TypeThursday this week chatted with Stuart Sandler of Font Bros. We discussed what is an OEM license, managing relationships with your licensees, and considerations when drafting EULAs.
You're welcome to read the interview on Medium
Stuart shared in the interview an example with The Osbournes TV show on MTV using one of his fonts improperly. Have you had an EULA issue with a big client you'd like to share? What steps did you take to deal with the issue?
Other than that, a really good and informative interview.
edited to add: I see that the article says this and then says that the direct translation is divorced from the current meaning. This is new to me but I guess it could be true. At our studio we do think of embedding in software that either a) installs the font to the system or b) permits the end user to create text in the font as OEM. Upon reflection that seems to be a slight evolution from the most traditional sense Thomas is thinking of but it's still more specific than what's described in this interview. We do not think of self hosted web embedding or what we call "secure" application embedding as OEM and we really don't think of products use or distribution addenda (which permits a company to license its contractors) as OEM.
Let me frame my perspective based on the way Font Bros executes OEM licensing with its customers.
Every single license upgrade agreement we draft is two parts, the core EULA (usually featured as an Exhibit in the agreement AND an additional grant of use which is the Amendment to the EULA which lives at the top of the agreement.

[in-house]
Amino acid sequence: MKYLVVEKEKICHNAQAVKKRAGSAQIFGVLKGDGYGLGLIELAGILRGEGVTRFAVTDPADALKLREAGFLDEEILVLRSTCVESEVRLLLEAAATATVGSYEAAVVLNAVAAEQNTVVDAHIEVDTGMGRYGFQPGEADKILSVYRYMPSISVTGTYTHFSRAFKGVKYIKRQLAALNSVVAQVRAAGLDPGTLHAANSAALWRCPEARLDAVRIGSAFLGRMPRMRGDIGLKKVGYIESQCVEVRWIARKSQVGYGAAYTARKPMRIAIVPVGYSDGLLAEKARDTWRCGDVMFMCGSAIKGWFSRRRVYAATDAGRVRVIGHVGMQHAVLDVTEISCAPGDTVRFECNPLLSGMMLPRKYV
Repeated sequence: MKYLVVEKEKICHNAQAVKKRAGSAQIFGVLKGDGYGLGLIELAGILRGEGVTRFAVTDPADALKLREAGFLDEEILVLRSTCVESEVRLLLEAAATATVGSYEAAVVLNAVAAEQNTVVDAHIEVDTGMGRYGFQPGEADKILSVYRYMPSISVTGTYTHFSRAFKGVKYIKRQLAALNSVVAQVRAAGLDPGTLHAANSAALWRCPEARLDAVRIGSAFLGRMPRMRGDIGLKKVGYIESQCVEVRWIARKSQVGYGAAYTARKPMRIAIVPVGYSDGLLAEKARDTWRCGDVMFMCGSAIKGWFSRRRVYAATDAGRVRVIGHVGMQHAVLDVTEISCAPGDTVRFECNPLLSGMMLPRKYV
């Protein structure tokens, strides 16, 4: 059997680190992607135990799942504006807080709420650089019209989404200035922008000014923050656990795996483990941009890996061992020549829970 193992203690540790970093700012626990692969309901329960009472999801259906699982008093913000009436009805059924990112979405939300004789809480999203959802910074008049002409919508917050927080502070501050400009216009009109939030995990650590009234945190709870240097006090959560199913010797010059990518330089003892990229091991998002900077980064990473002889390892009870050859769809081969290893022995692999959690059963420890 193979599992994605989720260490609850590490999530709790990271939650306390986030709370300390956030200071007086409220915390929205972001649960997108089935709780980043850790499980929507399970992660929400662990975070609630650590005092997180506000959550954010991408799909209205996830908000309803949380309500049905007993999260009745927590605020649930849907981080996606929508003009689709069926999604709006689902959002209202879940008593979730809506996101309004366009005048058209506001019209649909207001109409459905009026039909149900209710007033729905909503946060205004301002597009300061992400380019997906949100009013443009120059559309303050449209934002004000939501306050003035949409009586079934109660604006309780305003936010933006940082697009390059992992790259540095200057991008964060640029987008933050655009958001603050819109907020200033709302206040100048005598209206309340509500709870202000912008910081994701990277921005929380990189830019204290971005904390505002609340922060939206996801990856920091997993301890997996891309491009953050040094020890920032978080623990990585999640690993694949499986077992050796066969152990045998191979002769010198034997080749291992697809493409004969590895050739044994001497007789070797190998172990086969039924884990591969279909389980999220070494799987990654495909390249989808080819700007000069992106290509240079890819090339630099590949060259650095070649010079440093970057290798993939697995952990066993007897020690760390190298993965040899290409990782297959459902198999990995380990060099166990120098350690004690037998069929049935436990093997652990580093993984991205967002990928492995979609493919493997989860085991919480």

Given the two work as a single unified instrument, we never sell an OEM license without both parts. So even if a client wishes to purchase an eBook license, they must either prove they own the desktop one or purchase both at the same time.
I can absolutely see how a customer may come to purchase the font as a web font as their single gateway into the purchase and may wish to add an eBook use to it. Historically, the core desktop font purchase was the gateway to an OEM license upgrade.
The good news is this perhaps opens a dialog about can each license live on its own merit as a stand alone license without being reliant on a core EULA. One I'm very excited to see how it plays out.
For my taste, I do believe it's important to be as clear as possible with any customer leaving no ambiguity in what rights are granted and what rights are still reserved by the foundry.
Also, to JFP's comment to the interview, I'll be the first to admit my knowledge of how IP works outside the USA is limited and I would like to understand how defending IP actually plays out in an international court of law when no specific copyright has been filed by the creator of the font.
Looking forward to furthering my understanding!
Personal opinion: Copyrights do not need to be filed, that is optional. The Berne convention makes automatic copyright nearly universally uniform around the world.
@Stuart Sandler I completely agree about the logistics of granting additional rights - though we do it slightly differently. We also always start from a basic EULA and then add an addendum (though we don't structure it as the additional rights first with the EULA as an exhibit). I guess where I'm not quite bought in is with the idea of calling anything that isn't desktop OEM. I like the distinction of OEM being a very big deal and I'm not quite ready to give that up.
Its not 'common law' that makes copyright automatic upon publication, but the Berne convention.